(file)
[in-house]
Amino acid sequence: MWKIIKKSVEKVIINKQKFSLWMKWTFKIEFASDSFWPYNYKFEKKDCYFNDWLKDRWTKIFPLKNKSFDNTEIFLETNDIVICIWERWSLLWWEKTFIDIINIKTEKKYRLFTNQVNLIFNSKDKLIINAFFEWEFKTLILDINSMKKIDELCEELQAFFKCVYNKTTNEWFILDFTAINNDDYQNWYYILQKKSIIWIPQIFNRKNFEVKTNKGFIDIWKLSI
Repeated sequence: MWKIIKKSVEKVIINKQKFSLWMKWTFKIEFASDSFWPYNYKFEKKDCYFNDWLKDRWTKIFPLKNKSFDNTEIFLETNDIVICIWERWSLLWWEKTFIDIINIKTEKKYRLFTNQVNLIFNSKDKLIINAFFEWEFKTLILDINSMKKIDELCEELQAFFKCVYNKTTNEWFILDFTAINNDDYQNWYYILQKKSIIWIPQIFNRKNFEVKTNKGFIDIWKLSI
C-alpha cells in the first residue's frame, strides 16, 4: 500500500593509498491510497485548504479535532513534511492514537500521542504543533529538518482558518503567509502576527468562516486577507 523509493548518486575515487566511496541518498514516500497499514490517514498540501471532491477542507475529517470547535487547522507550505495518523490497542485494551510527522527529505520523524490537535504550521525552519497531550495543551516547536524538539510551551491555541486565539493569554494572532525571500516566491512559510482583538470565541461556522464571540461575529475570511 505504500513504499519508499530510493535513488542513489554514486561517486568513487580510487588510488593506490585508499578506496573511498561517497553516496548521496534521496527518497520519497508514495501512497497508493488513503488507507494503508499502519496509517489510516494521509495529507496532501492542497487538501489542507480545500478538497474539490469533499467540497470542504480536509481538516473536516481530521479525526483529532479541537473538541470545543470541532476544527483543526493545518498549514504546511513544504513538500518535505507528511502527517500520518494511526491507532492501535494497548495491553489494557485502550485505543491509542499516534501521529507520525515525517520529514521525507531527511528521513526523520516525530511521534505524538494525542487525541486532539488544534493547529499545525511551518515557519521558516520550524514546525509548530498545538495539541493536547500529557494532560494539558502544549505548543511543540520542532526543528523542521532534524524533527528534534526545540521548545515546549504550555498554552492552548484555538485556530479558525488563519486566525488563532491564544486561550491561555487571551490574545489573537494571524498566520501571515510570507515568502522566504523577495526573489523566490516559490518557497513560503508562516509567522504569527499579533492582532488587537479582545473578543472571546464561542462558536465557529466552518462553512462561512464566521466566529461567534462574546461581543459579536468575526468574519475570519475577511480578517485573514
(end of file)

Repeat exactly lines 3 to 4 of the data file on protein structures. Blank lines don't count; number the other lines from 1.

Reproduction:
Repeated sequence: MWKIIKKSVEKVIINKQKFSLWMKWTFKIEFASDSFWPYNYKFEKKDCYFNDWLKDRWTKIFPLKNKSFDNTEIFLETNDIVICIWERWSLLWWEKTFIDIINIKTEKKYRLFTNQVNLIFNSKDKLIINAFFEWEFKTLILDINSMKKIDELCEELQAFFKCVYNKTTNEWFILDFTAINNDDYQNWYYILQKKSIIWIPQIFNRKNFEVKTNKGFIDIWKLSI
C-alpha cells in the first residue's frame, strides 16, 4: 500500500593509498491510497485548504479535532513534511492514537500521542504543533529538518482558518503567509502576527468562516486577507 523509493548518486575515487566511496541518498514516500497499514490517514498540501471532491477542507475529517470547535487547522507550505495518523490497542485494551510527522527529505520523524490537535504550521525552519497531550495543551516547536524538539510551551491555541486565539493569554494572532525571500516566491512559510482583538470565541461556522464571540461575529475570511 505504500513504499519508499530510493535513488542513489554514486561517486568513487580510487588510488593506490585508499578506496573511498561517497553516496548521496534521496527518497520519497508514495501512497497508493488513503488507507494503508499502519496509517489510516494521509495529507496532501492542497487538501489542507480545500478538497474539490469533499467540497470542504480536509481538516473536516481530521479525526483529532479541537473538541470545543470541532476544527483543526493545518498549514504546511513544504513538500518535505507528511502527517500520518494511526491507532492501535494497548495491553489494557485502550485505543491509542499516534501521529507520525515525517520529514521525507531527511528521513526523520516525530511521534505524538494525542487525541486532539488544534493547529499545525511551518515557519521558516520550524514546525509548530498545538495539541493536547500529557494532560494539558502544549505548543511543540520542532526543528523542521532534524524533527528534534526545540521548545515546549504550555498554552492552548484555538485556530479558525488563519486566525488563532491564544486561550491561555487571551490574545489573537494571524498566520501571515510570507515568502522566504523577495526573489523566490516559490518557497513560503508562516509567522504569527499579533492582532488587537479582545473578543472571546464561542462558536465557529466552518462553512462561512464566521466566529461567534462574546461581543459579536468575526468574519475570519475577511480578517485573514